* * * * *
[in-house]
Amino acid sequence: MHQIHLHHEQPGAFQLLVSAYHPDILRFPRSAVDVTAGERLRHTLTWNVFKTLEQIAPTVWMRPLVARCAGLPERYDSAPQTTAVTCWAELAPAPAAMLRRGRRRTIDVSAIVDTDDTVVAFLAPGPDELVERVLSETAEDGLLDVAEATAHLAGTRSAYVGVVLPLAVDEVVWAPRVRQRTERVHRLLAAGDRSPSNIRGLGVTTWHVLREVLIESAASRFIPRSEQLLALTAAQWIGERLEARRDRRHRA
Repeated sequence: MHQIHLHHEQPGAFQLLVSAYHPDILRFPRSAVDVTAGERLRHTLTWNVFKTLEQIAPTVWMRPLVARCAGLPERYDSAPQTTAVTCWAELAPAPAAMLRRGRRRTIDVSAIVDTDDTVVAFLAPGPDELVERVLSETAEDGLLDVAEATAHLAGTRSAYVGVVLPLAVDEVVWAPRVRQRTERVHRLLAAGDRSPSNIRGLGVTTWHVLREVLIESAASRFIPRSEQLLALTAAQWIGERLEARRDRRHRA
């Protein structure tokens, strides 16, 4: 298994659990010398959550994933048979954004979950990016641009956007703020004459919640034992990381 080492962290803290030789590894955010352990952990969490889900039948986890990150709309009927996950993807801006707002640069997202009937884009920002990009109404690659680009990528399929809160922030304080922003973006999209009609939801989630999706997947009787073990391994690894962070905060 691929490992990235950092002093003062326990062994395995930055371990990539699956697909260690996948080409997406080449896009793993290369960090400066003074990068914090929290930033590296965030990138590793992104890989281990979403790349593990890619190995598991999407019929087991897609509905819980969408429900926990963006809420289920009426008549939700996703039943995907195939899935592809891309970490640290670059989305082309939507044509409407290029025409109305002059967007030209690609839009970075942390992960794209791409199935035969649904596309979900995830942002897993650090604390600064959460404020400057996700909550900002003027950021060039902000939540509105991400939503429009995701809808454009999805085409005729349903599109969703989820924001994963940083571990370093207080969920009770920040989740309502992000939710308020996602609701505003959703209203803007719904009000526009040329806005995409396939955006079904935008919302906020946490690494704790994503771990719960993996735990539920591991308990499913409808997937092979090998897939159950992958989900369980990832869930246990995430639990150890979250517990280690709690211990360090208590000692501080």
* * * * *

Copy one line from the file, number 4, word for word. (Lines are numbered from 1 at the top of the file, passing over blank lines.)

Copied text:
């Protein structure tokens, strides 16, 4: 298994659990010398959550994933048979954004979950990016641009956007703020004459919640034992990381 080492962290803290030789590894955010352990952990969490889900039948986890990150709309009927996950993807801006707002640069997202009937884009920002990009109404690659680009990528399929809160922030304080922003973006999209009609939801989630999706997947009787073990391994690894962070905060 691929490992990235950092002093003062326990062994395995930055371990990539699956697909260690996948080409997406080449896009793993290369960090400066003074990068914090929290930033590296965030990138590793992104890989281990979403790349593990890619190995598991999407019929087991897609509905819980969408429900926990963006809420289920009426008549939700996703039943995907195939899935592809891309970490640290670059989305082309939507044509409407290029025409109305002059967007030209690609839009970075942390992960794209791409199935035969649904596309979900995830942002897993650090604390600064959460404020400057996700909550900002003027950021060039902000939540509105991400939503429009995701809808454009999805085409005729349903599109969703989820924001994963940083571990370093207080969920009770920040989740309502992000939710308020996602609701505003959703209203803007719904009000526009040329806005995409396939955006079904935008919302906020946490690494704790994503771990719960993996735990539920591991308990499913409808997937092979090998897939159950992958989900369980990832869930246990995430639990150890979250517990280690709690211990360090208590000692501080």